Today, the sight of fire engines progressing through the streets of Cork, on their way to yet another incident, is common-place. The people of Cork know that, in time of emergency, the fire service will answer their call for help with their state-of-the-art equipment and highly-trained members. But it was not always so.
The settlement that evolved into the city of Cork has existed for almost 1,400 years, yet an official public fire service has been in place for less than one tenth of that time. In 1877, Cork Fire Brigade was established with just an officer and four men to serve a population in excess of 80,000. Previously, the Church of Ireland had provided fire engines (the ubiquitous `parish pumps') to serve local communities.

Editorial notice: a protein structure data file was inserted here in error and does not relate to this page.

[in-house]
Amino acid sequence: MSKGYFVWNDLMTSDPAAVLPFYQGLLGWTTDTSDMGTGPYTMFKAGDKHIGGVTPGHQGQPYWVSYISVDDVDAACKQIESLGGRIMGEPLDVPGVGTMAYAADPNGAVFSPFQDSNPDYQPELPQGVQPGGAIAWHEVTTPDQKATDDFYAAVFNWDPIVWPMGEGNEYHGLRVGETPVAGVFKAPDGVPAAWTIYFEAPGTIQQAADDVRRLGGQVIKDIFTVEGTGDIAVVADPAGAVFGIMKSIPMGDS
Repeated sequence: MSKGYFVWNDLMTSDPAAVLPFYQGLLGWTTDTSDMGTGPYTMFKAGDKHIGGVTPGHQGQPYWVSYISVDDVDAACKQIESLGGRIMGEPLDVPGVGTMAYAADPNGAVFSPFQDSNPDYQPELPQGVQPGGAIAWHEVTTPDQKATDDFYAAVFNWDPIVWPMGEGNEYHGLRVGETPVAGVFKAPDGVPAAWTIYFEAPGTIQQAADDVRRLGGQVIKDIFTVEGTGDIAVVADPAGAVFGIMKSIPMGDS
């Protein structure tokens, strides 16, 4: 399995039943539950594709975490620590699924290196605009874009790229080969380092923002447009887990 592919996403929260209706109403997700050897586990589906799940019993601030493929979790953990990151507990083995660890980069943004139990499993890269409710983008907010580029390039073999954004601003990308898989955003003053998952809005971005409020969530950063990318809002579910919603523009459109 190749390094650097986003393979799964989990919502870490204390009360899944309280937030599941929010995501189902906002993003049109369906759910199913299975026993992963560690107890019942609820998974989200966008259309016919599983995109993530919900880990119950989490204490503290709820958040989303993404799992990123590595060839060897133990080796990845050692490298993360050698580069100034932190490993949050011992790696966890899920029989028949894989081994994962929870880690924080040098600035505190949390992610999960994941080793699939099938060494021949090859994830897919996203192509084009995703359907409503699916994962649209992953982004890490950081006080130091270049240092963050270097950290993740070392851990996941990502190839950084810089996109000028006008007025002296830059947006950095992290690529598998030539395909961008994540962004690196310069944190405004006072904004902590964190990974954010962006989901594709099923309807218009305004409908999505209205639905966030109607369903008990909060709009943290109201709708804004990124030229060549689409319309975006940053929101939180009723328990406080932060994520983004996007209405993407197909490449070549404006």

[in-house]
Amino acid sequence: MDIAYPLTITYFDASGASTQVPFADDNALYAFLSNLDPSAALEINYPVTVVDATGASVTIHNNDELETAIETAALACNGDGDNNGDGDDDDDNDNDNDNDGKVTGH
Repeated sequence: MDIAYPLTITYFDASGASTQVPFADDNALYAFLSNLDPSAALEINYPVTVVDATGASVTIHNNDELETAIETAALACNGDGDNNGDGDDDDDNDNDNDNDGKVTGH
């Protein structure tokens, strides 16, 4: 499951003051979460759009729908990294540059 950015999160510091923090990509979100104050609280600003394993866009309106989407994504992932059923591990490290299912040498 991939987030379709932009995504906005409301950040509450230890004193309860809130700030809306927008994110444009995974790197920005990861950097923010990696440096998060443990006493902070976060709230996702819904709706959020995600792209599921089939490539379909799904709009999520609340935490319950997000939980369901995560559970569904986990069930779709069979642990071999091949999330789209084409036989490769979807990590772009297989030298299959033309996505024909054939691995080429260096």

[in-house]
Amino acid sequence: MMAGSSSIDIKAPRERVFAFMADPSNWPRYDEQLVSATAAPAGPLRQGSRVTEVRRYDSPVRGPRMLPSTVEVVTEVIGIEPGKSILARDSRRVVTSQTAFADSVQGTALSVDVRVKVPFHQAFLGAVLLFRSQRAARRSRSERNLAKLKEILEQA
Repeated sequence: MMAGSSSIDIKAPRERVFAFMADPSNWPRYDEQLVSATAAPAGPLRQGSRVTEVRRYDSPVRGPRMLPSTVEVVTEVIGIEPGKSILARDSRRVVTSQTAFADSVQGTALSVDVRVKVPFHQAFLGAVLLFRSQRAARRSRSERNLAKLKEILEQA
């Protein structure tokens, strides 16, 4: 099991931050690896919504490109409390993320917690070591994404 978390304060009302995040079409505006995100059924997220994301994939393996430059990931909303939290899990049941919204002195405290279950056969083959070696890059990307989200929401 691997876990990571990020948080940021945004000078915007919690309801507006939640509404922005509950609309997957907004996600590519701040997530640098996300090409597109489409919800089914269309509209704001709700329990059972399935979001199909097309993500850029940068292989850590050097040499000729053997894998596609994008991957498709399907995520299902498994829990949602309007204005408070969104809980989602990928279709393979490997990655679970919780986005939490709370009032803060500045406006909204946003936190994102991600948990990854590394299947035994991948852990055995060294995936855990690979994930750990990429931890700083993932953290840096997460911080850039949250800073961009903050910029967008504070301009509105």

This account reflects the socio-economic and political mood across the period under review. By its very nature, any chronicle of fires and accidents is interwoven into the fabric of the story of the very city itself: few people, in the course of a lifetime, will not be touched, in some degree, by the trauma of one or the other.
For Whom the Bells Tolled is primarily the story of how the fire service in Cork evolved through centuries of bungling, incompetence, and human tragedy. The answers to such diverse questions as to why the brass helmet (primarily a military headgear) was adopted for fire brigade use, and why Napoleon Bonaparte's `flaming grenade' badge is incorporated into the Cork City Fire Brigade cap badge, are given.